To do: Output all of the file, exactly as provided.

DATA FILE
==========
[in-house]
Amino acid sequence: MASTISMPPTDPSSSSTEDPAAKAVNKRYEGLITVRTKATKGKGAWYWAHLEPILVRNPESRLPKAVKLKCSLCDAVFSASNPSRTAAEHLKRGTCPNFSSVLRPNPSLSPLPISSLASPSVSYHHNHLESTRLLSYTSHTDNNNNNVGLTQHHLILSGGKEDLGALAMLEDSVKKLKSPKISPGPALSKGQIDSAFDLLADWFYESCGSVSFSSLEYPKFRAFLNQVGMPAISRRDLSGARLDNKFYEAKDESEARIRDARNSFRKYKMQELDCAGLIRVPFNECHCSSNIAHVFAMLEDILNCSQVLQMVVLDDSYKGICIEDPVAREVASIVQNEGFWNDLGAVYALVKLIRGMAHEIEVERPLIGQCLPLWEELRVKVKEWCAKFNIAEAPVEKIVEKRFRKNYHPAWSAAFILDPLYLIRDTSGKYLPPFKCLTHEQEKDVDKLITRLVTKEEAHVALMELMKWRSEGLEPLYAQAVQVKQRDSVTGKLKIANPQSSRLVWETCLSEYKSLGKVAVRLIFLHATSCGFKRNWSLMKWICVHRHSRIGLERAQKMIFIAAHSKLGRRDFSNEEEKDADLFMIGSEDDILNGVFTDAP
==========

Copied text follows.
[in-house]
Amino acid sequence: MASTISMPPTDPSSSSTEDPAAKAVNKRYEGLITVRTKATKGKGAWYWAHLEPILVRNPESRLPKAVKLKCSLCDAVFSASNPSRTAAEHLKRGTCPNFSSVLRPNPSLSPLPISSLASPSVSYHHNHLESTRLLSYTSHTDNNNNNVGLTQHHLILSGGKEDLGALAMLEDSVKKLKSPKISPGPALSKGQIDSAFDLLADWFYESCGSVSFSSLEYPKFRAFLNQVGMPAISRRDLSGARLDNKFYEAKDESEARIRDARNSFRKYKMQELDCAGLIRVPFNECHCSSNIAHVFAMLEDILNCSQVLQMVVLDDSYKGICIEDPVAREVASIVQNEGFWNDLGAVYALVKLIRGMAHEIEVERPLIGQCLPLWEELRVKVKEWCAKFNIAEAPVEKIVEKRFRKNYHPAWSAAFILDPLYLIRDTSGKYLPPFKCLTHEQEKDVDKLITRLVTKEEAHVALMELMKWRSEGLEPLYAQAVQVKQRDSVTGKLKIANPQSSRLVWETCLSEYKSLGKVAVRLIFLHATSCGFKRNWSLMKWICVHRHSRIGLERAQKMIFIAAHSKLGRRDFSNEEEKDADLFMIGSEDDILNGVFTDAP